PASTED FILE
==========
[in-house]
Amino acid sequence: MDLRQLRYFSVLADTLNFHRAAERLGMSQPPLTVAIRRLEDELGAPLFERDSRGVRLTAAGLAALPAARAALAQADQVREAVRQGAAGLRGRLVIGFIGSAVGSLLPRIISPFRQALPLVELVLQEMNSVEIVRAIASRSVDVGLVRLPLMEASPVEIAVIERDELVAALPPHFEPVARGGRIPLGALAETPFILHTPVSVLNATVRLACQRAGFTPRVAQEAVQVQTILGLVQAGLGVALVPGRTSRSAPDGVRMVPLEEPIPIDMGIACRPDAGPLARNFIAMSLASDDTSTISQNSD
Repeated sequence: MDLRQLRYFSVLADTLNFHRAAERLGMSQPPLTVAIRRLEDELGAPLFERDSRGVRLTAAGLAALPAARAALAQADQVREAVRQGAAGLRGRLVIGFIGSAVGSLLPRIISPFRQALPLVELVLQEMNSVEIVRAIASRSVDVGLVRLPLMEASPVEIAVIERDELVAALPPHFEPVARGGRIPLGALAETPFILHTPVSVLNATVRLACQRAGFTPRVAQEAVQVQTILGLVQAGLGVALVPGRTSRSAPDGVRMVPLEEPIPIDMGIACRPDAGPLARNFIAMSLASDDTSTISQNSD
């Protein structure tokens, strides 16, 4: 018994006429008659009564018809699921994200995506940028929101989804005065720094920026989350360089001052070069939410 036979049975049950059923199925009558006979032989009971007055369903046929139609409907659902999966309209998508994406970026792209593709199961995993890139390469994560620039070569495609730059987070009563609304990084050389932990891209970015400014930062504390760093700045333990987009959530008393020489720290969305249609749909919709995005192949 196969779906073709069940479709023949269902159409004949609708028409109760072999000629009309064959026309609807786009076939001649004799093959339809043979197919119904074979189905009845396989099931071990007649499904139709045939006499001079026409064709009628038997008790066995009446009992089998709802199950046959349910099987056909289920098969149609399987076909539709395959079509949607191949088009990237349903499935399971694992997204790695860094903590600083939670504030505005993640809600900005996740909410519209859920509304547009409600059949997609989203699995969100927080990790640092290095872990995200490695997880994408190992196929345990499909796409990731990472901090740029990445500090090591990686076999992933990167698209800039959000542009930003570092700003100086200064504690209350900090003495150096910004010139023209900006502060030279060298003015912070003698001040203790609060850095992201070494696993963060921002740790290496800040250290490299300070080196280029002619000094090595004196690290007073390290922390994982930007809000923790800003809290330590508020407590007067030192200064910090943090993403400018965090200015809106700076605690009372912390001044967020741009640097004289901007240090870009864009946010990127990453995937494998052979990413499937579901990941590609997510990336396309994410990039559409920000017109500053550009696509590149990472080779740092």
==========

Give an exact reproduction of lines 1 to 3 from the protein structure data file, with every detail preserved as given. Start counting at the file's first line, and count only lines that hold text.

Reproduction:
[in-house]
Amino acid sequence: MDLRQLRYFSVLADTLNFHRAAERLGMSQPPLTVAIRRLEDELGAPLFERDSRGVRLTAAGLAALPAARAALAQADQVREAVRQGAAGLRGRLVIGFIGSAVGSLLPRIISPFRQALPLVELVLQEMNSVEIVRAIASRSVDVGLVRLPLMEASPVEIAVIERDELVAALPPHFEPVARGGRIPLGALAETPFILHTPVSVLNATVRLACQRAGFTPRVAQEAVQVQTILGLVQAGLGVALVPGRTSRSAPDGVRMVPLEEPIPIDMGIACRPDAGPLARNFIAMSLASDDTSTISQNSD
Repeated sequence: MDLRQLRYFSVLADTLNFHRAAERLGMSQPPLTVAIRRLEDELGAPLFERDSRGVRLTAAGLAALPAARAALAQADQVREAVRQGAAGLRGRLVIGFIGSAVGSLLPRIISPFRQALPLVELVLQEMNSVEIVRAIASRSVDVGLVRLPLMEASPVEIAVIERDELVAALPPHFEPVARGGRIPLGALAETPFILHTPVSVLNATVRLACQRAGFTPRVAQEAVQVQTILGLVQAGLGVALVPGRTSRSAPDGVRMVPLEEPIPIDMGIACRPDAGPLARNFIAMSLASDDTSTISQNSD